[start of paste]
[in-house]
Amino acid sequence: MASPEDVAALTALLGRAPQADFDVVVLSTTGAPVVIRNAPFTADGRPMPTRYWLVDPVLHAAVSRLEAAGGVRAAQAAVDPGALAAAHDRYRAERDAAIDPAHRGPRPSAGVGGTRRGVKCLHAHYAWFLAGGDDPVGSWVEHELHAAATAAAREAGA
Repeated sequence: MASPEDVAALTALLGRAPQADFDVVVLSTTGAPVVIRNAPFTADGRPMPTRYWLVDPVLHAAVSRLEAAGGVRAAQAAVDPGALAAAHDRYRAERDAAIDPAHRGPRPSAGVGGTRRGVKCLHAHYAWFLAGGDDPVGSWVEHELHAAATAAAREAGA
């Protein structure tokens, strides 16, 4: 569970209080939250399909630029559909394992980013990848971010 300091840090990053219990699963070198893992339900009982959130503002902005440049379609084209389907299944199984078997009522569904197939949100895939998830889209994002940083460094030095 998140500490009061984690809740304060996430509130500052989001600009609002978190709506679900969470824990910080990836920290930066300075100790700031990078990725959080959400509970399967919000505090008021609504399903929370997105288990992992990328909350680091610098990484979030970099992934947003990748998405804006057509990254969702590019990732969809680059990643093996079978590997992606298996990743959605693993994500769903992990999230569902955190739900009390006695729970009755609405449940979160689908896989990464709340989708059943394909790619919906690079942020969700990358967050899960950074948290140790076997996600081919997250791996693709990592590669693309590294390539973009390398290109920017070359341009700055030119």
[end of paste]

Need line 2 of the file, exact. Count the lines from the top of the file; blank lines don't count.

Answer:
Amino acid sequence: MASPEDVAALTALLGRAPQADFDVVVLSTTGAPVVIRNAPFTADGRPMPTRYWLVDPVLHAAVSRLEAAGGVRAAQAAVDPGALAAAHDRYRAERDAAIDPAHRGPRPSAGVGGTRRGVKCLHAHYAWFLAGGDDPVGSWVEHELHAAATAAAREAGA